We make 35,000 decisions a day. They are made with two different parts of the brain: either the prefrontal cortex or your primitive brain. Can you guess which one should be “in charge” most of the time?
I think about my primitive brain as a caveman (or Thor in the Avengers: Endgame). I call her the Caveman.
I think about my prefrontal cortex as the professor (or Thor in all of the other Avengers movies). I call her the Professor.
- Caveman just wants to keep us alive: always looking for danger. She seeks pleasure, avoids pain, and conserves energy.
- Professor uses her scientific method in decision making always reaching for our goals.
- Caveman wants immediate gratification.
- Professor wants to achieve the goal we set despite what is in front of us.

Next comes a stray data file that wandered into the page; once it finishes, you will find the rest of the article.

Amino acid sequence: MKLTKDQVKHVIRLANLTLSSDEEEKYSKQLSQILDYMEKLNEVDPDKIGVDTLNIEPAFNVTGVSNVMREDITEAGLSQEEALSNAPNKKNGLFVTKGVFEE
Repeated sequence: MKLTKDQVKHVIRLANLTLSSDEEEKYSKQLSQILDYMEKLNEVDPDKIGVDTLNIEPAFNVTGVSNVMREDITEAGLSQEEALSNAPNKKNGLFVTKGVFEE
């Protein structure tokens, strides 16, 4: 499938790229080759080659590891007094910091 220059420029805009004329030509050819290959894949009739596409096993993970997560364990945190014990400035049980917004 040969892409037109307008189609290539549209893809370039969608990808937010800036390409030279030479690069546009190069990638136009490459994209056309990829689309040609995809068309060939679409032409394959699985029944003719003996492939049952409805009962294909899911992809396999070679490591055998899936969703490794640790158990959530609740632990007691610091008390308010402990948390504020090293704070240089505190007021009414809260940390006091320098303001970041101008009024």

- Caveman says we need to eat the donut right now (or we might die).
- Professor says that donut won’t help us achieve anything.
- Caveman is extremely verbal: all that chattering going on in your head is all her. She is very persuasive. Never underestimate her. She can yell louder and longer, because she is very motivated by your survival.
- Professor will state her case factually and expect you to make the correct decision. She doesn’t even here Caveman’s rattle.
- For Caveman, every decision is urgent and frenzied, based on the moment.
- For Professor, every decision is based on a plan for a future result.
- Caveman is your urges.
- Professor is your reasoning.
I love Caveman. She does a great job of keeping me alive. But, there just aren’t that many lions running the town these days. She is more into sugar and flour – getting us the biggest dopamine hits she can find.
I love Professor. She keeps pushing me forward toward my goals, becoming better than I was yesterday.
These days, Caveman isn’t really serving me in the food department. I need Professor’s emotionless viewpoint on food. She will get me where we want to be… in the ideal body.